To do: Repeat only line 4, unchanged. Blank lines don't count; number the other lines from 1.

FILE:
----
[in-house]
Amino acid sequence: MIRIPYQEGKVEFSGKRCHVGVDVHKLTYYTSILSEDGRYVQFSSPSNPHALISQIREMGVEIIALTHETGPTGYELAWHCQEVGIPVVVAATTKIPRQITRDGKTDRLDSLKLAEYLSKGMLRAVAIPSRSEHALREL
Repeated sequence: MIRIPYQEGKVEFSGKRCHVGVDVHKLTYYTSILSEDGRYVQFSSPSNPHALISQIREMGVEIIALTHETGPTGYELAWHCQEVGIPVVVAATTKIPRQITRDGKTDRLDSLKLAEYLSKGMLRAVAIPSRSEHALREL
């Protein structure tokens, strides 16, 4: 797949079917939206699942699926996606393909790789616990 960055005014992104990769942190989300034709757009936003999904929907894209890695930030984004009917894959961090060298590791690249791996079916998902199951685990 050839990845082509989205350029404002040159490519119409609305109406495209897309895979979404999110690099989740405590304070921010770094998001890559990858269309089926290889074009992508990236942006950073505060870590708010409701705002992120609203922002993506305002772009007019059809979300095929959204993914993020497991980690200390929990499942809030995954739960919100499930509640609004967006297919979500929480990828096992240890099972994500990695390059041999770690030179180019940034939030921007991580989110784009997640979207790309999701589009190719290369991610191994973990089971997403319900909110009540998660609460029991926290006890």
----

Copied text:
């Protein structure tokens, strides 16, 4: 797949079917939206699942699926996606393909790789616990 960055005014992104990769942190989300034709757009936003999904929907894209890695930030984004009917894959961090060298590791690249791996079916998902199951685990 050839990845082509989205350029404002040159490519119409609305109406495209897309895979979404999110690099989740405590304070921010770094998001890559990858269309089926290889074009992508990236942006950073505060870590708010409701705002992120609203922002993506305002772009007019059809979300095929959204993914993020497991980690200390929990499942809030995954739960919100499930509640609004967006297919979500929480990828096992240890099972994500990695390059041999770690030179180019940034939030921007991580989110784009997640979207790309999701589009190719290369991610191994973990089971997403319900909110009540998660609460029991926290006890």